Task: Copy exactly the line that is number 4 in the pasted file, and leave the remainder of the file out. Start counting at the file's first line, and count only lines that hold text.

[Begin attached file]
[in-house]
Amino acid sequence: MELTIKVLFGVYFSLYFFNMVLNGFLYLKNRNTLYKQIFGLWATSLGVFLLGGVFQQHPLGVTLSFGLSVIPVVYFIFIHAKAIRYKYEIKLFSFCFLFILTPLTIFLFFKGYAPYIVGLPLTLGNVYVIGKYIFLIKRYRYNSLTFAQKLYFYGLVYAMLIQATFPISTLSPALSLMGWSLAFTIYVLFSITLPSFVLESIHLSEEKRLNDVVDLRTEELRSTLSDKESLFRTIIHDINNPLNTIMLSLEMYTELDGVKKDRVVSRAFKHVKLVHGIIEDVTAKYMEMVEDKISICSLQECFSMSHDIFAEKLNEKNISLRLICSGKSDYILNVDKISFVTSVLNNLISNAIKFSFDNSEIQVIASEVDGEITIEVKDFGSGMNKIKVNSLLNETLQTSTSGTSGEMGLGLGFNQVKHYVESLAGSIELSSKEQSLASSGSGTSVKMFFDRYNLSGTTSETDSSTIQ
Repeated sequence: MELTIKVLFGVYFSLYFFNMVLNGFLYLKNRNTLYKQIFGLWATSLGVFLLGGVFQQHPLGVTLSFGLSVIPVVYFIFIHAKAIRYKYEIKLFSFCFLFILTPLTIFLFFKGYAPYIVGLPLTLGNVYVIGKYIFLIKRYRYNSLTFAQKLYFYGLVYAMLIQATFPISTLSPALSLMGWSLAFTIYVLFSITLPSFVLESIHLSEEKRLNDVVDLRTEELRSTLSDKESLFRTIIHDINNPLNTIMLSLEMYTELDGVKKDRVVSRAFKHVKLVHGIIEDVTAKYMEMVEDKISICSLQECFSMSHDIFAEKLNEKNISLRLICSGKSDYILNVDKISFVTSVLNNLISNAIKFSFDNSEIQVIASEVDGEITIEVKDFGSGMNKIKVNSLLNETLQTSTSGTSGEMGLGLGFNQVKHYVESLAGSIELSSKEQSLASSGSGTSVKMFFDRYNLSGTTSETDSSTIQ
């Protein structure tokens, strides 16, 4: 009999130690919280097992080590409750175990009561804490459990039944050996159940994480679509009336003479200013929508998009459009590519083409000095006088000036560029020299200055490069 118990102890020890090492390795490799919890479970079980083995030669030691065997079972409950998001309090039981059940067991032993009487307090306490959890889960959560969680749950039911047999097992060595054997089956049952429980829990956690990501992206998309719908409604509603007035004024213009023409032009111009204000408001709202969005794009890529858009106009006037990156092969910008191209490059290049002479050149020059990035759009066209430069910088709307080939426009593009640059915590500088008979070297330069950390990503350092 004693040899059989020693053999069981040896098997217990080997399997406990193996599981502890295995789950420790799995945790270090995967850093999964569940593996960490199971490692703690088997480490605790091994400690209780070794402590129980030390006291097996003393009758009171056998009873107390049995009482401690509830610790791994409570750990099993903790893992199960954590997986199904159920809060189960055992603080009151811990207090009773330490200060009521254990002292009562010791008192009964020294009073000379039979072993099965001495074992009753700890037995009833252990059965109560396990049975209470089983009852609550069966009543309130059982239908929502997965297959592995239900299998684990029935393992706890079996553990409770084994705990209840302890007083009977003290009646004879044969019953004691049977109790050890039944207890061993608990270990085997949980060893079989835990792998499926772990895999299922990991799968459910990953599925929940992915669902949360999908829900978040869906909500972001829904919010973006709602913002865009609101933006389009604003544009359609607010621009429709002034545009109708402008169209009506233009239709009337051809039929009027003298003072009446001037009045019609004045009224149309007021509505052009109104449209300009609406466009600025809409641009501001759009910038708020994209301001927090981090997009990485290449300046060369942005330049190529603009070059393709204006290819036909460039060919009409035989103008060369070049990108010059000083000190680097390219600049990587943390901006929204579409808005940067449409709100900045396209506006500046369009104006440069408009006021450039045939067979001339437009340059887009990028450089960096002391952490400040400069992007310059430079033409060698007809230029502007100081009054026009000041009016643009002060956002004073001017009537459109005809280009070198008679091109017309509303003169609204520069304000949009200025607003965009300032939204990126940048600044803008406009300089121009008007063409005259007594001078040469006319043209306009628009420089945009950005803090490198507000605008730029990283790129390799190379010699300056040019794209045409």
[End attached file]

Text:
């Protein structure tokens, strides 16, 4: 009999130690919280097992080590409750175990009561804490459990039944050996159940994480679509009336003479200013929508998009459009590519083409000095006088000036560029020299200055490069 118990102890020890090492390795490799919890479970079980083995030669030691065997079972409950998001309090039981059940067991032993009487307090306490959890889960959560969680749950039911047999097992060595054997089956049952429980829990956690990501992206998309719908409604509603007035004024213009023409032009111009204000408001709202969005794009890529858009106009006037990156092969910008191209490059290049002479050149020059990035759009066209430069910088709307080939426009593009640059915590500088008979070297330069950390990503350092 004693040899059989020693053999069981040896098997217990080997399997406990193996599981502890295995789950420790799995945790270090995967850093999964569940593996960490199971490692703690088997480490605790091994400690209780070794402590129980030390006291097996003393009758009171056998009873107390049995009482401690509830610790791994409570750990099993903790893992199960954590997986199904159920809060189960055992603080009151811990207090009773330490200060009521254990002292009562010791008192009964020294009073000379039979072993099965001495074992009753700890037995009833252990059965109560396990049975209470089983009852609550069966009543309130059982239908929502997965297959592995239900299998684990029935393992706890079996553990409770084994705990209840302890007083009977003290009646004879044969019953004691049977109790050890039944207890061993608990270990085997949980060893079989835990792998499926772990895999299922990991799968459910990953599925929940992915669902949360999908829900978040869906909500972001829904919010973006709602913002865009609101933006389009604003544009359609607010621009429709002034545009109708402008169209009506233009239709009337051809039929009027003298003072009446001037009045019609004045009224149309007021509505052009109104449209300009609406466009600025809409641009501001759009910038708020994209301001927090981090997009990485290449300046060369942005330049190529603009070059393709204006290819036909460039060919009409035989103008060369070049990108010059000083000190680097390219600049990587943390901006929204579409808005940067449409709100900045396209506006500046369009104006440069408009006021450039045939067979001339437009340059887009990028450089960096002391952490400040400069992007310059430079033409060698007809230029502007100081009054026009000041009016643009002060956002004073001017009537459109005809280009070198008679091109017309509303003169609204520069304000949009200025607003965009300032939204990126940048600044803008406009300089121009008007063409005259007594001078040469006319043209306009628009420089945009950005803090490198507000605008730029990283790129390799190379010699300056040019794209045409």